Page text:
14 Questions to Ask a Financial Advisor Before Investing

It’s not easy finding a financial advisor. He or she needs to be someone you can trust with your hard earned money and you need to feel comfortable speaking candidly with them about your concerns, wants and needs. Asking these questions can help you decide if this person is a good match for you and your family.


  1. Are you a fiduciary?

Yes. I am a fiduciary. From an SEC perspective, that means I list in my ADV form 2 how I get paid, the services I offer, and any conflicts of interest. Being a fiduciary means more than that to me: I put my clients interests ahead of my own. I work with trusted 3rd parties. I look for the best products for clients, taking into account quality, cost and timing. I don’t take any commission of any sort.


2. How do you get paid?

There are three ways I get paid:

  1. Providing financial services on an ongoing basis. Monthly subscription of $125/month.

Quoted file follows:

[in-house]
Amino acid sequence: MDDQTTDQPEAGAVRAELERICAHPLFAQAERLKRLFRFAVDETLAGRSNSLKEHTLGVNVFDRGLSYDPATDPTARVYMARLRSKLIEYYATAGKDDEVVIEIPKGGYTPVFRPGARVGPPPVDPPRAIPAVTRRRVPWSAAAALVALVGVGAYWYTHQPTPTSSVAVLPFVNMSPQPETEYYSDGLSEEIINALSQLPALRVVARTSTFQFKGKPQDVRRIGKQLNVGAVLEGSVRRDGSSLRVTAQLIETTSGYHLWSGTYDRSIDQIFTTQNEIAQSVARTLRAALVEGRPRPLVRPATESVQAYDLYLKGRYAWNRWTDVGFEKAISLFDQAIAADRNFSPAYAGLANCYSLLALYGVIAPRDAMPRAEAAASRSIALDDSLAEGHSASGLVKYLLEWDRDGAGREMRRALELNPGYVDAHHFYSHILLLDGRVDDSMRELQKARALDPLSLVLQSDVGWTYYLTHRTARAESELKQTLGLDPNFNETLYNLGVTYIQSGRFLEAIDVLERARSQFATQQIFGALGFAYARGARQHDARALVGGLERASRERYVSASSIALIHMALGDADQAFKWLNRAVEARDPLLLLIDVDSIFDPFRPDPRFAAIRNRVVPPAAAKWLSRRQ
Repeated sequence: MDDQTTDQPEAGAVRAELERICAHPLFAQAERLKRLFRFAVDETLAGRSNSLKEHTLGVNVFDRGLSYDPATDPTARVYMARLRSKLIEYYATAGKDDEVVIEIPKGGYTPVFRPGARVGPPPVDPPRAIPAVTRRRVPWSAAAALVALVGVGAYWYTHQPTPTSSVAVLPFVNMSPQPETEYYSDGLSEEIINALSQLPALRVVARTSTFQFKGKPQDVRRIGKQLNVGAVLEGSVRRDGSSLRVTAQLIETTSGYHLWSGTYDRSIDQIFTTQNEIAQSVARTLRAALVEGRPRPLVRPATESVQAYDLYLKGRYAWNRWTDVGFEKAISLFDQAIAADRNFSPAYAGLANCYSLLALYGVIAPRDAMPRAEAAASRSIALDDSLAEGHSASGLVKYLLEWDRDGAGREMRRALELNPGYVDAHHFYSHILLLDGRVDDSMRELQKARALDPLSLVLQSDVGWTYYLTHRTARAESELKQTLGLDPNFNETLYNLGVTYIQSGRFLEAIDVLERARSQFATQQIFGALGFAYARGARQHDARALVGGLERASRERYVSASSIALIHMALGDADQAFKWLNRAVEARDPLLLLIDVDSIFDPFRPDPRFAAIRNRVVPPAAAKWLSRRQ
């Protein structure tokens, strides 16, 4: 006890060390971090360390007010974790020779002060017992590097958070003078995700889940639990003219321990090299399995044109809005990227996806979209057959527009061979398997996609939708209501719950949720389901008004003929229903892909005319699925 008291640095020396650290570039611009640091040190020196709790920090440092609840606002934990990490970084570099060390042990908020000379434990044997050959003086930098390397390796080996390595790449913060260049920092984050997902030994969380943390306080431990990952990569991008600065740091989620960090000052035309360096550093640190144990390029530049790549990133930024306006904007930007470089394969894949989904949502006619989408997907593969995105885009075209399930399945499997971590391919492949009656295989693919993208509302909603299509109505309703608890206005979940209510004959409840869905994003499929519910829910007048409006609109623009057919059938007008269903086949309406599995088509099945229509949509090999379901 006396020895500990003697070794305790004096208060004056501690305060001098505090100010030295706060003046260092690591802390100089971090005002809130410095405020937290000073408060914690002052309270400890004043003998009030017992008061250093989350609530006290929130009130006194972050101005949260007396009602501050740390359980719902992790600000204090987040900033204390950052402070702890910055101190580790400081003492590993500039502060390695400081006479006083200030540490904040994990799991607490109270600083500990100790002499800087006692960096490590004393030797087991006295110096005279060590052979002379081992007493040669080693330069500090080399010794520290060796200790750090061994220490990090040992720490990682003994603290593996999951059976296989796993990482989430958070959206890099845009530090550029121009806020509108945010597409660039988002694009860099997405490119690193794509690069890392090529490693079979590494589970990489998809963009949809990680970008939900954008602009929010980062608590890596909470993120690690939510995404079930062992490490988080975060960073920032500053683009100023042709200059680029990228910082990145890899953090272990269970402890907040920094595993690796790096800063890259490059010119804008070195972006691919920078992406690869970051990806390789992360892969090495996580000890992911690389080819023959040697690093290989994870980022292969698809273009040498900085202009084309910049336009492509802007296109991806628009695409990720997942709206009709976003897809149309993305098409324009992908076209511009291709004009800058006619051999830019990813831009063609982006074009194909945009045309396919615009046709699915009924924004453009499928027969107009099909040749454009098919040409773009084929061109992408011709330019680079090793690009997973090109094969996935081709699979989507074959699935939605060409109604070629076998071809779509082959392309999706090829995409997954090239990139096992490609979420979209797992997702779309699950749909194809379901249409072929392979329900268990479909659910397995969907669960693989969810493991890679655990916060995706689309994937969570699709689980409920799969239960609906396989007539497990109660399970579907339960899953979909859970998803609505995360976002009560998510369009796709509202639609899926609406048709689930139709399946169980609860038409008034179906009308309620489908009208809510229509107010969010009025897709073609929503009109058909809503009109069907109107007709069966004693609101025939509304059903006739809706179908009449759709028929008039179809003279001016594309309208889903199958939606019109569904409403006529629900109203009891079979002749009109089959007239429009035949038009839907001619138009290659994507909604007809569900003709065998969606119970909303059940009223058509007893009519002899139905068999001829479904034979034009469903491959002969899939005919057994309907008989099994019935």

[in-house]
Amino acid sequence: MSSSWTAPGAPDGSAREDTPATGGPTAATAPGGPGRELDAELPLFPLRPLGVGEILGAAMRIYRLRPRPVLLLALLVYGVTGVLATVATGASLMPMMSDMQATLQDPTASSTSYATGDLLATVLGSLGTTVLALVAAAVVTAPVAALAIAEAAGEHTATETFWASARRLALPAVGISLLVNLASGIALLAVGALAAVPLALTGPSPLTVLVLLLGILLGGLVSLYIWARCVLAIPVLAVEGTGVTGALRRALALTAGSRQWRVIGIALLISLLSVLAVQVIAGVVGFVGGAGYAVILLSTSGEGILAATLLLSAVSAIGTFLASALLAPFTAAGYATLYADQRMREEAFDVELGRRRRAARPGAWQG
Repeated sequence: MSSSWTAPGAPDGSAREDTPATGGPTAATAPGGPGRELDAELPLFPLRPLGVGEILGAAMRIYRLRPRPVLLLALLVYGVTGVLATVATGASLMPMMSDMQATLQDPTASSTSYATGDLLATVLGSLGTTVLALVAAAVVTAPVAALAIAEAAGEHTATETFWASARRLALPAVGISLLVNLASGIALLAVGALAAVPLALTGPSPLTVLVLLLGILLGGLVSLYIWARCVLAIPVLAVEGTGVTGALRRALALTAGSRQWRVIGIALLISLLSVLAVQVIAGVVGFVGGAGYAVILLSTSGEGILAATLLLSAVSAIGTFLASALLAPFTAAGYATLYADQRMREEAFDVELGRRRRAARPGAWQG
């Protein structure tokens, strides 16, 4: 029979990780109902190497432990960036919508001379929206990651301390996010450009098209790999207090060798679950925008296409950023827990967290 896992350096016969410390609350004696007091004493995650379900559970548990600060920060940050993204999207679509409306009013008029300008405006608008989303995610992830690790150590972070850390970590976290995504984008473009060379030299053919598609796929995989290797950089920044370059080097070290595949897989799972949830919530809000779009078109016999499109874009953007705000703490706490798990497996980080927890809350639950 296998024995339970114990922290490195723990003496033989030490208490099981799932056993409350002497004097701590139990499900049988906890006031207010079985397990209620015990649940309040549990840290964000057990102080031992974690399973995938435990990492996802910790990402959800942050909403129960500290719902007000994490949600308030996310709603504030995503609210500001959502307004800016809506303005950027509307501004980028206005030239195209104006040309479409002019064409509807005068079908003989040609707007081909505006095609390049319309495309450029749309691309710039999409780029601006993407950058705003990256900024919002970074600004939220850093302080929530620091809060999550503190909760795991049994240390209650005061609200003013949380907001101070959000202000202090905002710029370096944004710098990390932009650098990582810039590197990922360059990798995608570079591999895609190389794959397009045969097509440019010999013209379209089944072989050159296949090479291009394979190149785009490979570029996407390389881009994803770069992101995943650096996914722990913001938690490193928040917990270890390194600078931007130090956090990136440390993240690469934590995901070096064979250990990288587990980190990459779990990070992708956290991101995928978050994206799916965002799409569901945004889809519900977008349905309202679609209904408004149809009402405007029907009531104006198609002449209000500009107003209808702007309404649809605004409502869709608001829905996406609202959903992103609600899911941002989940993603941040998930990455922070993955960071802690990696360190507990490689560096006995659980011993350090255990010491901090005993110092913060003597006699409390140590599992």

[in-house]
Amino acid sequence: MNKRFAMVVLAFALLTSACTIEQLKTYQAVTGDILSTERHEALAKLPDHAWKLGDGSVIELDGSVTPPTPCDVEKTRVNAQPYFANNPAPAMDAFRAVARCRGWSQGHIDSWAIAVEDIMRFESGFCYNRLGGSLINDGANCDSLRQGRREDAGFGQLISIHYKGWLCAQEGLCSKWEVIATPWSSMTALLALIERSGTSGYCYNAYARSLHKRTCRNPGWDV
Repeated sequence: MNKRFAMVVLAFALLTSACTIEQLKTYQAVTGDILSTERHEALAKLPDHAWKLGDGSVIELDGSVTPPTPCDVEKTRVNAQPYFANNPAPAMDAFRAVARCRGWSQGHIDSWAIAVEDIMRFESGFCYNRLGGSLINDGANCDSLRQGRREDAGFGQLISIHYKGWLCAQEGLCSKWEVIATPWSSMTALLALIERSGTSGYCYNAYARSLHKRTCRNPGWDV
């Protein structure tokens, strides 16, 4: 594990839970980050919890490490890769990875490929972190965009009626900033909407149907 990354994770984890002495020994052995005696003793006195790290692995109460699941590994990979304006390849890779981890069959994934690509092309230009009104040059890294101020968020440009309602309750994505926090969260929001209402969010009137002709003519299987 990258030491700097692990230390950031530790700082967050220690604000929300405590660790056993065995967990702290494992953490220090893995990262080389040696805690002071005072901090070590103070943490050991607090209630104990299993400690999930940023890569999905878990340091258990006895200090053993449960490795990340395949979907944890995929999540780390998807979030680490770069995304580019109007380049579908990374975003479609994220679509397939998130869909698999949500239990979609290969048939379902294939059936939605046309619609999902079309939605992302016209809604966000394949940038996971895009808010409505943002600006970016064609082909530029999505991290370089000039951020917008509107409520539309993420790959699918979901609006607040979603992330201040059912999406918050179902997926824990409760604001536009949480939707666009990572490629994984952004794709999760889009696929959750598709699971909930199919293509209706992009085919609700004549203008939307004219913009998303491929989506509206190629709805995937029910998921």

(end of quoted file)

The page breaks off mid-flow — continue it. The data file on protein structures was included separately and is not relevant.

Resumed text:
2. Creating a financial plan ($125/hour approximately 8-12 hrs).

  3. 1% of assets under management

    For details on these offerings see Services.


3. What IS YOUR “all in” cost?

In addition to the services I outlined above, you would pay:

  • If I am managing your accounts, you would pay $15.95 per trade through my custodian, SSG.

  • Standard capital gains/losses on trades

  • .04%/year on ETFs (that comes to 40c per $1000/year)


4. What sort of tools do you use for budgeting?

I have a spreadsheet that utilizes a range of custom formulas that makes itemizing expenses, income and savings simple and easy to understand . Additionally, I have a variety of software and tools that facilitate the financial planning process.


5. How Do you deal with security?

My clients security is my top priority and is integral to my business. All of our assets are protected by multiple sets of encryption. Online access to accounts are protected. I use 2- factor authentication when sharing cleint information. Any spreadsheet/worksheet that I use is protected with unique and secure passwords.


6. What are your qualifications?

I work with families in a range life stages. I earned an undergraduate degree in Industrial Engineering from GA Tech and an MBA from Ga State. I passed the series 65 exam.


7. How would our relationship work?